Friday, April 7, 2017

"FOMO" And Other Pitfalls That Cause You To Overspend


If you’re a young person, the idea of saving money could seem totally alien. For years, all you’ve done is rack up more and more debt. You’ve got college debt, a mortgage and a bunch of credit card loans.


There’s a strong case that the vast majority of debt you own is the fault of society. After all, it’s not your fault that colleges have jacked up their fees to ridiculous proportions, and it’s not your fault that house prices have skyrocketed. But is there anything you can do?


For young people, working is rarely fun. When you got your first paycheck, your eyes widened at the amount of money being paid into your bank account. But once bills, rent and all the other necessities of living are accounted for, you realized there’s not much left over. What was once an exciting paycheck is now nothing more than a few pitiful pennies you may or may not be able to stuff away at the end of the month. Suffice to say, it’s not the greatest feeling in the world.


It might seem that starting to save money is impossible. But no matter what your situation, there is usually a way. Many of the financial problems that you face aren’t in your direct control. But there are plenty of pitfalls that could be causing you to overspend. Let’s take a look at these one at a time and see whether or not you are in the habit of saving.

You Feel Like You Have To Say “Yes” To Everything

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Going through life being a “yes” person is a bad idea, in general. But it can be particularly harmful to your finances. FOMO - the Fear Of Missing Out - is a real problem. It’s when you’re afraid to say no when invited out by your friends because you don’t want to miss out on experiences. If you’ve got an active social life, you know how expensive it can be. Going out for a meal or drinks isn’t cheap and can end up sucking up the better part of your disposable income. Just remember, it’s okay to say “no” from time to time, especially if you’re trying to save for a house deposit.


You Act On Impulse


FOMO isn’t the only problem facing many people. Another is their idiosyncratic money pitfalls. Some people spend money purely on the basis of their emotions. Other spend hours browsing the internet looking for the latest and greatest tech gadgets, believing that they can only get by if they have the very best. Still, others think that they only way to make themselves look beautiful is to buy the most expensive makeup when, in reality, it makes very little difference which brand they choose.

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It turns out that having an Achilles heel is very common. The key is figuring out what it is, when it strikes and how to address it. For instance, a lot of people are emotional spenders. Just as emotional eater eat when they get upset about something after a rough day at work, emotional spenders spend when things haven’t gone the way they would have liked. They vent that frustration by going to a clothes shop and buying a new dress or treating themselves to an expensive bar of chocolate from Hotel Chocolat. Just spending money, though, won’t make your life easier. In fact, as DebtConsolidationUSA.com/debt-relief points out, it’ll probably just make your debts worse, causing you even more stress. It’s a good idea, therefore, to look for alternative ways to deal with stress, like doing exercise.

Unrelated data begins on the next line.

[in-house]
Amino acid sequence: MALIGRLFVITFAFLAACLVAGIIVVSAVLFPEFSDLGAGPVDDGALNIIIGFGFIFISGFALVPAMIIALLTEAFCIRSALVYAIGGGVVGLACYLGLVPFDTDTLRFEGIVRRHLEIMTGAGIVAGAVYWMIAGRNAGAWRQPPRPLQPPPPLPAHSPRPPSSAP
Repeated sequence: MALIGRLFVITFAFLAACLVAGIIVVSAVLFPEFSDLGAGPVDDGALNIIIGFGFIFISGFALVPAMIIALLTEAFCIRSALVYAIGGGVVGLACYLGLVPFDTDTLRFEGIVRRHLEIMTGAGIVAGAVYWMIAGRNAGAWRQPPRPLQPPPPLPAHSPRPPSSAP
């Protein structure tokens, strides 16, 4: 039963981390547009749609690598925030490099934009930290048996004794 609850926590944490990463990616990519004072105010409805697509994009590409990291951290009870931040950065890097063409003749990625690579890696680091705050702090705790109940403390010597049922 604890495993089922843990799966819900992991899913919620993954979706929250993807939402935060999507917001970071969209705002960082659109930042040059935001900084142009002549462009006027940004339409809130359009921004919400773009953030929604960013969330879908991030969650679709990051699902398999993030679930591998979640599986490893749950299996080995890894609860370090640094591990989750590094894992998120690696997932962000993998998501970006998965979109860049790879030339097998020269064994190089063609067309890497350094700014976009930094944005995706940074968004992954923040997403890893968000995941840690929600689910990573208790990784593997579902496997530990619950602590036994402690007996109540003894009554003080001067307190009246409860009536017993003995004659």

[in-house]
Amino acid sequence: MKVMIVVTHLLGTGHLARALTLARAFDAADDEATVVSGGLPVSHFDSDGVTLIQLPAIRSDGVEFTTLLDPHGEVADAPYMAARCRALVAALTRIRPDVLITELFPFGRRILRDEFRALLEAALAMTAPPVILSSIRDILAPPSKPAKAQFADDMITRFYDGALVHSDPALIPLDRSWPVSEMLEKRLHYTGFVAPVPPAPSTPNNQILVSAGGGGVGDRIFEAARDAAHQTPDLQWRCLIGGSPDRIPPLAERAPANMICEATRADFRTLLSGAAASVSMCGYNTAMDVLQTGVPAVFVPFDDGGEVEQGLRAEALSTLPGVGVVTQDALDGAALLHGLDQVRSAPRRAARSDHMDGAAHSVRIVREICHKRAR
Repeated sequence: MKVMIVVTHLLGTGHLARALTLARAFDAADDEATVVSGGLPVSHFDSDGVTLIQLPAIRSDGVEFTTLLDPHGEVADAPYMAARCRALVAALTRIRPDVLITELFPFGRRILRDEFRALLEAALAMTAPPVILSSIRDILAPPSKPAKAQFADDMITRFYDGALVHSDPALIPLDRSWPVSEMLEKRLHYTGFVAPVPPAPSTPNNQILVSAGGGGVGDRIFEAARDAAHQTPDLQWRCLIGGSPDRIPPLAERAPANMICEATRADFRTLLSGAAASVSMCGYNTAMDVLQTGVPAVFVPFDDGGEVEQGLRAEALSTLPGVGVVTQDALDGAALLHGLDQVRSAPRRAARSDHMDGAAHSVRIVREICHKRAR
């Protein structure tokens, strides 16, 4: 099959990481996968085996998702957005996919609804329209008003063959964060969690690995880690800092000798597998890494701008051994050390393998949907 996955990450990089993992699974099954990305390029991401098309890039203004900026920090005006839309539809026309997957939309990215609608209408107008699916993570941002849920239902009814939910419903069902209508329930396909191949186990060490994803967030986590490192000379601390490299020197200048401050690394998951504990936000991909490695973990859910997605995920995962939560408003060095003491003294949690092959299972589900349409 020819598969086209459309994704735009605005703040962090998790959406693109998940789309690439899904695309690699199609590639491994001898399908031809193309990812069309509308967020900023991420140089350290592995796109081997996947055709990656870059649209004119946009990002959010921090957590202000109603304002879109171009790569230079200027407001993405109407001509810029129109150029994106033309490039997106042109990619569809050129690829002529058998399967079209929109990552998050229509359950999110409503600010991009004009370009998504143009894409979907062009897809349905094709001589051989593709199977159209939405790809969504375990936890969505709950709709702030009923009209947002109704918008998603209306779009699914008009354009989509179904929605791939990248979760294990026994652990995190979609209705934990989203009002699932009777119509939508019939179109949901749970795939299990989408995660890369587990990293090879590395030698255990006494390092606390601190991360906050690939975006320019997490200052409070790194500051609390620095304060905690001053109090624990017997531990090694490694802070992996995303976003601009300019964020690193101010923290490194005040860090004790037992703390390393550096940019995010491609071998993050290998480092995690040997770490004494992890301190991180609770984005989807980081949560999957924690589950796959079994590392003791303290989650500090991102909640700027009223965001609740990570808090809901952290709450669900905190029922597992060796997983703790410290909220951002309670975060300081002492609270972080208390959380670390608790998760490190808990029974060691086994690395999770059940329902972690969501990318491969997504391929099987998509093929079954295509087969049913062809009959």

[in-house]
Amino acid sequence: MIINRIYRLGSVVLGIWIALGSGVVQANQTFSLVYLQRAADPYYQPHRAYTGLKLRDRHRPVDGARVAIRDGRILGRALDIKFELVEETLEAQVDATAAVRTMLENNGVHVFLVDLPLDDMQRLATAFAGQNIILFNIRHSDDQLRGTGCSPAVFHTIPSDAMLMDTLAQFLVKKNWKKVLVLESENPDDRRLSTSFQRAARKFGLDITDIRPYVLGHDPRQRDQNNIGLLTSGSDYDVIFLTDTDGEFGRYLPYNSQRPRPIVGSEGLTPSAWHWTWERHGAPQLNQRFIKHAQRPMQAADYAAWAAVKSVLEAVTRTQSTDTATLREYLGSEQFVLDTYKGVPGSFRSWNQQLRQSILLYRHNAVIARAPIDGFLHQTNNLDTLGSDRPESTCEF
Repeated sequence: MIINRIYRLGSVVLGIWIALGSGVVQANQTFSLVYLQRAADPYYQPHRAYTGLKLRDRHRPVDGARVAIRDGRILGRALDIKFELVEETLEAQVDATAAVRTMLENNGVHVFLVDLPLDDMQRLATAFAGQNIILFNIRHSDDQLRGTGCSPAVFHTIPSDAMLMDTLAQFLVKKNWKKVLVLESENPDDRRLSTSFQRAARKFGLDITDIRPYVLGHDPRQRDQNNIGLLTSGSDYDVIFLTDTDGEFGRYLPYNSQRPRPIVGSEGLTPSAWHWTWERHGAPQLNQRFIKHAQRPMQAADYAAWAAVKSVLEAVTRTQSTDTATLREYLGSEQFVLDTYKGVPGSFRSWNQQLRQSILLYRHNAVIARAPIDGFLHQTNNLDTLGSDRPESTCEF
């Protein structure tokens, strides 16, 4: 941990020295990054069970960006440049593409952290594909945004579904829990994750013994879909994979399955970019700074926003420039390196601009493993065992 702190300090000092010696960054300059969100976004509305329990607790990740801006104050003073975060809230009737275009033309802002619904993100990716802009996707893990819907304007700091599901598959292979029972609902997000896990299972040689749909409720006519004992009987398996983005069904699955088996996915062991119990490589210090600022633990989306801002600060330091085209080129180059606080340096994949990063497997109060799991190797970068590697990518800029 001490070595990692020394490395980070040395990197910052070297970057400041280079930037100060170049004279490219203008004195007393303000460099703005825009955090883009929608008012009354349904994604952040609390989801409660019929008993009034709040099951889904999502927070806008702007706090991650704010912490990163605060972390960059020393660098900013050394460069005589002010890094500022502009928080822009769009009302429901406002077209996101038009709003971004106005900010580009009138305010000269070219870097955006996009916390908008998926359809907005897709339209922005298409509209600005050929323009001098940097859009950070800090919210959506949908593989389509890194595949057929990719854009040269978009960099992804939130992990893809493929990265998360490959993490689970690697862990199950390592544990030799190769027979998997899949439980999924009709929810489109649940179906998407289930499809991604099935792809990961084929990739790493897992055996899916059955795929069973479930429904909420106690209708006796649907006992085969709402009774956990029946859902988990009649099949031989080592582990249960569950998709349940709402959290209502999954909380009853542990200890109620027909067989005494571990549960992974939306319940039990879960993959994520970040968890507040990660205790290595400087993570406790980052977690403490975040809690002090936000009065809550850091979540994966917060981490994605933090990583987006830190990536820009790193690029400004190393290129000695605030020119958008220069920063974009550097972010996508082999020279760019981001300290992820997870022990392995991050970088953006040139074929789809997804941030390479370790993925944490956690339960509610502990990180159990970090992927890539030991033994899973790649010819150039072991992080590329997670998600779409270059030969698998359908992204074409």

You Save Money That’s Easy To Access


Another common problem is telling yourself that you’re saving money when really you’re just putting it into another bank account and have no intention of leaving it there. Putting your money in a savings account works fine, so long as you’re not hit with a major expense. But the moment that you are, the temptation is to dip into your savings, rather than cutting your current consumption.


Usually, it’s not just a one off. Once you’ve dipped into your savings once, it’s easy to make excuses for doing it again. That why, if you are going to save, it’s best to put it in an account or instrument which is difficult to access. For instance, you could put your money into a mutual fund. The good thing about a mutual fund is that you can’t get access to your money until your policy matures. What’s more, since you’re unable to get hold of your money for a while, mutual funds pay higher interest than regular savings accounts, meaning you ultimately get more money.


You Don’t Set Financial Goals


Setting financial goals is an important part of adult life. They’re a way of keeping score and making sure that you’re on the right track. What’s more financial goals can serve as excellent motivation, especially when you’re eyeing up all the things that you want to buy.


When it comes to financial goals, you want them to be ambitious, but you don’t want them to ruin your life. Yes - it would be great to save $1,000 a year. But you also need to set yourself shorter, more achievable goals, like saving $50 from your next paycheck. Doing this will get you into the habit of winning and achieving your goals, motivating you to go further.


You’re Ignoring Retirement


Unless you’ve got freaky genetics and are on an amazing diet, there’s a good chance that by the time you hit sixty-five, you’ll no longer be able to work. It seems like retirement is a long way away, and so you don’t bother saving for it in the here and now, but it could come back to bite you in the future.

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Overspending early on in life is a real phenomenon. It represents a missed opportunity to save for retirement now could mean that your pension income is low. According to Forbes.com, starting to save for retirement when you’re 25 rather than 35 could add thousands of dollars to your retirement nest egg.